Fresh asparagus tossed in a roasting tray under smoking hot grill, with toasted almond flakes and Parmesan melting on the spears sprinkled with sea salt crystals.
Best asparagus is the freshest
As long as they are fresh, it doesn’t matter much how you prepare asparagus – it will always be gorgeous.
Really fresh asparagus is firm and rigid, inelastic and unbending, all the way to the top. The tips are tight and vibrantly coloured, and the stems snap with a satisfying crack and a spray of juices.
To be honest, supermarkets won’t deliver the goods unless you’re lucky enough to snatch a very fresh delivery. Farm shops are the best spots; some even sell the asparagus from their own patch, picked the same morning.
To test for freshness, simply try to bend a spear gently. If it yields to your fingers, it won’t have been picked only a day or two before. It will still make a pleasant meal but not the ecstatic feast that the truly fresh ones make.
How to keep asparagus?
Like a bunch of flowers, and I’m not joking. Once you get your fresh asparagus home from the market, stand them up in a bowl or a jug with cold water, in the fridge. Okay – the fridge shelves may need to be reshuffled to make space for the tallest spears, but it’s worth it.
This will keep asparagus fresh for up to 5-6 days.
If only the supermarkets could be bothered to do that…
How to handle asparagus?
There is no rocket science to it: snap, rinse and cook – or use raw in a salad. Handle them as simply as possible, cook them as quick as you can.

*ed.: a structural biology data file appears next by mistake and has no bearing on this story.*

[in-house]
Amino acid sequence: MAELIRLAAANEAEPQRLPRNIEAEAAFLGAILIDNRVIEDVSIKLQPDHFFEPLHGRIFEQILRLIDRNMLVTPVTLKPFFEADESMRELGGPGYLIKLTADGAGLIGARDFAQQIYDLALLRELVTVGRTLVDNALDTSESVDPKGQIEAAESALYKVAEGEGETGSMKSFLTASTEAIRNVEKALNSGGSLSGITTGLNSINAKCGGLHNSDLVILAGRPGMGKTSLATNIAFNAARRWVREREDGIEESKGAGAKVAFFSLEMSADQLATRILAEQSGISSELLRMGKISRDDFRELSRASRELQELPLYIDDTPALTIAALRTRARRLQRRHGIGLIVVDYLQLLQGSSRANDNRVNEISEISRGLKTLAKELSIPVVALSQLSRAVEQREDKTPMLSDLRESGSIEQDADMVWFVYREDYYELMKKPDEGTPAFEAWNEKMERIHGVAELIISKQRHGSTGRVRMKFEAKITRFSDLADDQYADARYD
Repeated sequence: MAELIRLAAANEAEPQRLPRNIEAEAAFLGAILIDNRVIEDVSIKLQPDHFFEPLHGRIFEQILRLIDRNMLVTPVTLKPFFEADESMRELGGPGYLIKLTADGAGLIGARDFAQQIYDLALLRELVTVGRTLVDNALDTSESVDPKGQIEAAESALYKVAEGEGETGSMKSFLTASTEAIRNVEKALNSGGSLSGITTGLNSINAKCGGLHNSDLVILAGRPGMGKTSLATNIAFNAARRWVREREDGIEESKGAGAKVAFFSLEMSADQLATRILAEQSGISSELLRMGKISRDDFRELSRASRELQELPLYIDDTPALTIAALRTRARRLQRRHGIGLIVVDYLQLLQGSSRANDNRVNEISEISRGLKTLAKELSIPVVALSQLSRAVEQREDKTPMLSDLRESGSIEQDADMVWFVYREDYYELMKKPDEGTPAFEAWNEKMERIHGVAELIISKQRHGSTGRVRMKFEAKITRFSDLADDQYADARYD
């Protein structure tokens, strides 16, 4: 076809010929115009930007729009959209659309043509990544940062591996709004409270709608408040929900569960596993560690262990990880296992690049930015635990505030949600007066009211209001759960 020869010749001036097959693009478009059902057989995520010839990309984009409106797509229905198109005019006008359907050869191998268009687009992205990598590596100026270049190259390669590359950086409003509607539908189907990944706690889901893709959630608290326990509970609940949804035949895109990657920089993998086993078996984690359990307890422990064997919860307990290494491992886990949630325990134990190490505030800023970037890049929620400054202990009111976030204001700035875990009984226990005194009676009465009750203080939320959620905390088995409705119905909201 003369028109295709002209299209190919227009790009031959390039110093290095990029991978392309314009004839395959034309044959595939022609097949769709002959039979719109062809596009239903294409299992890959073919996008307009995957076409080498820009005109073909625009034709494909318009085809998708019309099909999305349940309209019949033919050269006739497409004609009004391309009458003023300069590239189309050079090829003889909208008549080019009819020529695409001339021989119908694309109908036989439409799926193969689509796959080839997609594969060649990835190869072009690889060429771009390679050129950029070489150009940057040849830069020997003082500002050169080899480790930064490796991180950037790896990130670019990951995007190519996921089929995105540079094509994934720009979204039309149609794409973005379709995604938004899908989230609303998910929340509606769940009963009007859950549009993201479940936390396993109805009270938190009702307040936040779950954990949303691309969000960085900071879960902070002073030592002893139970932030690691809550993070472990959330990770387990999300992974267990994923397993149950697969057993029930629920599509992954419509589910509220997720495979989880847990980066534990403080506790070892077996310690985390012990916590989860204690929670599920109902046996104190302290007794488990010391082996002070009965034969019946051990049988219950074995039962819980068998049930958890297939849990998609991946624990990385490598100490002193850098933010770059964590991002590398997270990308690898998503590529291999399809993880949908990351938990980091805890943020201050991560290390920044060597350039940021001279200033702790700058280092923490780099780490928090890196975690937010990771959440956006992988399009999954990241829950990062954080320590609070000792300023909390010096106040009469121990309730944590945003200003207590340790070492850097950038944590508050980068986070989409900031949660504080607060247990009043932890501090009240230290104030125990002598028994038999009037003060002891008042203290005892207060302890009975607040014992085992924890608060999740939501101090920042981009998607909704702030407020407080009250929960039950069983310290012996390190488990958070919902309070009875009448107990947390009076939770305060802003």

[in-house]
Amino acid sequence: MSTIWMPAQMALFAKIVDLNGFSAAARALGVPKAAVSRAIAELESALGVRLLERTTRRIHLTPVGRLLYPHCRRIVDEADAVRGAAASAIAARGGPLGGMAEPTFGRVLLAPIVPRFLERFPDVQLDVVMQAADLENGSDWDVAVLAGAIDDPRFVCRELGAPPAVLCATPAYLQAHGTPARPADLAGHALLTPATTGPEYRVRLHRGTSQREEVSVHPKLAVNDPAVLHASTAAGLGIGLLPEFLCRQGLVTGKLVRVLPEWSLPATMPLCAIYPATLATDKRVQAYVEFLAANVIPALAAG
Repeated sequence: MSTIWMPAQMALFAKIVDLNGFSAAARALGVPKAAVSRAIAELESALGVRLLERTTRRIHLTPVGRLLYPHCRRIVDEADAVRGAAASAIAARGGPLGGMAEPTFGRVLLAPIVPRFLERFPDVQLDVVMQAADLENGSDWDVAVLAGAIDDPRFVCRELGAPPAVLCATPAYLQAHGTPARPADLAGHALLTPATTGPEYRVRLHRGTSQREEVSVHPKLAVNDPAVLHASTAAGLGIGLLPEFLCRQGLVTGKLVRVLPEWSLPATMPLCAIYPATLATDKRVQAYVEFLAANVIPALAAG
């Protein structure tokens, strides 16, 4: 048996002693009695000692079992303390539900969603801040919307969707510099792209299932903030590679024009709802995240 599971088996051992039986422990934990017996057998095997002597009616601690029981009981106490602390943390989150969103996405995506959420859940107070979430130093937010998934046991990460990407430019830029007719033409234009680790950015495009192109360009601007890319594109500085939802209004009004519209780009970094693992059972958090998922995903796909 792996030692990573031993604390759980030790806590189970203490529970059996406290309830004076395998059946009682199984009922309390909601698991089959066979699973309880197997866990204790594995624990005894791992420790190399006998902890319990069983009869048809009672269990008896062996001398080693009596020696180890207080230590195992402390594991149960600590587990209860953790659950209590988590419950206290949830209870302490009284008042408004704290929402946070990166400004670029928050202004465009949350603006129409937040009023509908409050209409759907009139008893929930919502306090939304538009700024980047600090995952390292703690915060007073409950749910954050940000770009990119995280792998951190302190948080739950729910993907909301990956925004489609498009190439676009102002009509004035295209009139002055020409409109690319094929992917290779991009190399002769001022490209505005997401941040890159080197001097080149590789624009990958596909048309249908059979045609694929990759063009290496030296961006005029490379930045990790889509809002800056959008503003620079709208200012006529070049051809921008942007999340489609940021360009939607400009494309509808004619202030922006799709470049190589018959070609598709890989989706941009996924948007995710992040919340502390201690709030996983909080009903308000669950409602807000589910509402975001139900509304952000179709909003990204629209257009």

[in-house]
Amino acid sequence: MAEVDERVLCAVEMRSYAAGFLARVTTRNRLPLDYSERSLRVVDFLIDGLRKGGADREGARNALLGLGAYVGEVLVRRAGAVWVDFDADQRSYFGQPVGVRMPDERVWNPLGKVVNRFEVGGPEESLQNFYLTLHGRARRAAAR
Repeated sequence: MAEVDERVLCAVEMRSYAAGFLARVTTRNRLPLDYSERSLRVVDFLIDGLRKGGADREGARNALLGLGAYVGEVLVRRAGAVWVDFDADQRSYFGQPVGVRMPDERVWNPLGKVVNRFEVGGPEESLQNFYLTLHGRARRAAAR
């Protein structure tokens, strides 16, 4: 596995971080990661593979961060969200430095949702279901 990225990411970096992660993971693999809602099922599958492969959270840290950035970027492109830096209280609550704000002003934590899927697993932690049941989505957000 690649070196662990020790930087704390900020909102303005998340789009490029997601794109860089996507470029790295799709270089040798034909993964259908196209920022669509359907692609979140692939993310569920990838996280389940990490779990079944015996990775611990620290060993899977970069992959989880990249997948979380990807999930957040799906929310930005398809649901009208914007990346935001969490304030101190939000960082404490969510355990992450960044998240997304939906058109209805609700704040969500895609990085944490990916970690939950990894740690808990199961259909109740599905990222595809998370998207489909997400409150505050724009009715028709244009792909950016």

After all, Roman Emperor Caesar Octavian August’s favourite quip was: ‘Velocius quam asparagi conquantur!’ (Quicker than asparagus cook) when he wanted things done fast.
Some cheffy recommendations instruct to peel the last inch, or even the whole stem. I say it’s a waste. I begrudge even binning the snapped off ends and I collect them to eventually make a wonderful asparagus stock to enhance risottos, pastas and grain dishes that feature asparagus.
How to grill asparagus?
Steam it then, boil it or stir fry asparagus, as long as you’re quick about it. This recipe is another method, and it will produce spears with a lot of bite and beautifully charred in places.
Use the sturdiest baking tray you have, big enough to fit all the asparagus in one layer. Brush it with an oil that has a high smoking point, as it will be preheating under the grill until that point. Set the grill on high, with the tray underneath.
When it’s smoking hot, throw the washed and snapped asparagus onto it, keeping well clear – it will go: whoosh! with moisture.
After 3-5 minutes, depending on how fat the stems are, remove the tray carefully from the oven, give it a shake and scatter the almond flakes. Drizzle a little olive oil over asparagus, for the taste this time.
Return it to the grill for another 2-3 minutes, keeping a watch on the almonds. They should turn golden-browned but not burnt.
Finally, take it all out and sprinkle with Parmesan and salt flakes, both generously. Another shake of the tray will let the Parmesan melt, but you’ll have to make sure to scrape any stuck to the tray and/or almond flakes and top the asparagus arranged on the plates.
Can you grill them on a barbecue?
You certainly can, following the same procedure. You’ll need to use a tray as well, possibly one of the throwaway foil ones will do, in case your barbecue is a ‘no washing up’ event.
Cook them shorter, as they’ll start charring sooner.
More asparagus recipes
You might have noticed I mentioned raw asparagus earlier on: shaved with a vegetable peeler, they make a great raw salad with Parmesan and a simple olive oil dressing.
I also mentioned making a flavour bomb of flavour from snapped off ends. It will come in handy when cooking this wonderful asparagus risotto.
And if you thought asparagus only go with mild flavours of poached eggs and hollandaise sauce, think again. Stir fried asparagus is as spicy as a firebird.